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Studies have proven that you can burn an average of 40 to 55 calories per hour by simply sleeping. Although sleeping is a low-impact activity, it consumes a lot of energy from the body.

The amount of calories your body can burn during sleep depends on an array of factors, including your basal metabolic rate, age, gender, diet, quality of sleep, and more. This article discusses these factors and more about burning calories during sleep.

How does Your Body Burn Calories During Sleep?

Your body promotes cell growth, repair, and rejuvenation during sleep. These processes use up energy, causing your body to burn calories during sleep. However, the quality of your sleep affects how your body performs these functions.

Most of the calorie-burning processes during sleep happen in the Rapid Eye Movement (REMI) sleep stage. During the REM sleep stage, the brain is more active, and the body breaks down more glucose. This usually happens during the second half of sleep when glucose metabolism increases. This means the more quality sleep you get, the more calories your body burns.

However, oversleeping won't help you achieve your ideal body weight goals. Instead, it has reverse effects on your resting metabolic rate.

Resting metabolic rate is the amount of energy your body needs to function while resting. So, even if you spend more time in REM sleep while oversleeping, your body won't break down more calories. On the contrary, instead of breaking down more calories, it preserves calories to store energy when your body becomes active.

Many sleepers don't reach the REM sleep stage because of poor sleep hygiene, poor quality bedding, some illnesses, and medications, among other reasons. This results in poor quality sleep, which affects their basal metabolic rate, and lowers the number of calories burned while sleeping. This is the reason behind the popular opinion that sleeping causes weight gain.

How Many Calories do You Burn Sleeping?

There’s no exact answer to the question: how many calories do you burn sleeping? This is because the number of calories burned during sleep varies from one person to another, depending on their basal metabolic rate.

An average person burns roughly 50 calories in an hour while sleeping. That means, if they have seven hours of sleep in a day, they can burn 350 calories.

Basal Metabolic Rate Explained

Your body converts food into energy through a process called metabolism. It continually uses this energy to maintain the basic metabolic processes, such as blood circulation, breathing, cell repair, growth, and brain activity. These processes are commonly referred to as basal metabolism, and account for 60% to 75% of the body's energy expenditure. The brain alone accounts for 20%-25% of the energy used in a day through burning glucose on its own.

The basal metabolism processes continue to function even as you fall sleep. This also means that your body still burns calories without daily physical activity. The amount of calories burned through basal metabolism in a day is called the basal metabolic rate (BMR).

What Factors Impact the Number of Calories Burned Sleeping?

Several factors affect the number of calories you burn while sleeping. Examples include:

Height and Weight

Bigger bodies need more energy to maintain the basal metabolism processes. As a result, taller and heavier people have a higher BMR than shorter and lighter people. In addition, taller people need more oxygen supply through their blood to reach all the parts of their bodies. For this reason, their hearts and lungs work more than that of average people.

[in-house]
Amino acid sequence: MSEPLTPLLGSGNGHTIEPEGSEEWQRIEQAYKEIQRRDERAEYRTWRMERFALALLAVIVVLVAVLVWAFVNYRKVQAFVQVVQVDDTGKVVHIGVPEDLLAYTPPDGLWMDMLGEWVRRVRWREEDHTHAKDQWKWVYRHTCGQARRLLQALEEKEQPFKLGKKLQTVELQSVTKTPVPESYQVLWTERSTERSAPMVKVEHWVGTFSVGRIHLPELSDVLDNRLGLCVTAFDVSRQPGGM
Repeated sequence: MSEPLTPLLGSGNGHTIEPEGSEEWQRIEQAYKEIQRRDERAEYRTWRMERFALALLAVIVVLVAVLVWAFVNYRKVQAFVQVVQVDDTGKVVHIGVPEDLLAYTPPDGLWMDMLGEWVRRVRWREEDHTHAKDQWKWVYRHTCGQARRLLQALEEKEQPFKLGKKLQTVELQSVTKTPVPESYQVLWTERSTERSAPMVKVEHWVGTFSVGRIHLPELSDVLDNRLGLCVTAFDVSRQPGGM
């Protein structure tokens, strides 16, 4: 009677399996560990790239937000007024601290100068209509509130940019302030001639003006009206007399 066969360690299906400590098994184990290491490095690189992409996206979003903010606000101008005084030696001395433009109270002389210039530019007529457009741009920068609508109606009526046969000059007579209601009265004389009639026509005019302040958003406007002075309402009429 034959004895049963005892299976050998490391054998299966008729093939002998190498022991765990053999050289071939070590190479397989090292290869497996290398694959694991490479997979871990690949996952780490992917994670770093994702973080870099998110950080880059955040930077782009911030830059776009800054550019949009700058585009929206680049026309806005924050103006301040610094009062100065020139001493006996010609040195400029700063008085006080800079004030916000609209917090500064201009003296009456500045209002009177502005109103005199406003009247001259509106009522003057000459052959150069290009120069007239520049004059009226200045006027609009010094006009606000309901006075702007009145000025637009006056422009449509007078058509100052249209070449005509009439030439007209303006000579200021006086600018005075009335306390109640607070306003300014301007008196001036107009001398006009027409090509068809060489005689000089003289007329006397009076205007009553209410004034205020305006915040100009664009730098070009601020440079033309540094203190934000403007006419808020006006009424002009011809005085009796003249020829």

Gender

Men have higher testosterone levels that enable their bodies to build muscles easily. As a result, they record a faster BMR, given that they have more muscle mass than women.

Fitness Level

Physically fit individuals have more muscle mass than their unfit counterparts. Muscle mass increases the body's basal metabolism rate, enabling it to burn more calories.

Age

The metabolic rate in children is higher than in adults. This is because children are at the peak of their growth and active stage in life. Therefore, they use more energy for physical and metabolic activities in a day than older adults. On the other hand, the metabolic rate reduces with age because of the decrease in growth, and the regeneration needs in older people.

Sleep Quality

Poor sleep quality may be caused by a bad mattress, illness, sleep disorder, pain, and other factors. These problems can affect how your body functions, including its metabolism.

Firstly, sleep deprivation elevates the levels of certain hormones in your body, such as cortisol, that preserves extra body fat. Secondly, sleep loss increases your appetite and the risk of bad eating habits. As a result, your body develops poor digestion, leading to a low metabolic rate.

Diet

Fatty foods are more difficult to digest, and can slow your metabolism. Eating healthy improves your metabolism and sleep quality while increasing your energy levels.

Medical Conditions

Some health conditions and medications can lower or raise your metabolic rate. In addition, they may affect how you sleep at night, preventing you from reaching the REM sleeping stage. It becomes even more difficult for the body to burn calories while you sleep when that happens.

Hormones

Hormonal changes during pregnancy, menopause, lactation and other hormonal conditions can also alter your basal metabolic rate. For example, hormonal changes during menopause cause nighttime sweating, leading to sleep disruptions. These changes also cause slower metabolism, and reduce the number of calories your body burns during sleep.

How to Calculate Calories Burned During Sleep

Before calculating how many calories you burn while sleeping, you need to calculate your basal metabolic rate.

You can calculate your BMR using the Harris-Benedict equation, which factors in your height, weight, gender, and age.

Given the several factors that affect your BMR, the results of these calculations are only estimates, and not the exact amount of calories burned while sleeping. More accurate BMR results involve tests using special equipment to determine your body's oxygen and carbon dioxide levels over a certain period.

The Harris-Benedict formula for calculating BMR is different for men and women. For men, the formula is as follows:

BMR = 66.5 + (13.8 x weight in kg) + (5 x height in cm) – (6.8 x age in years)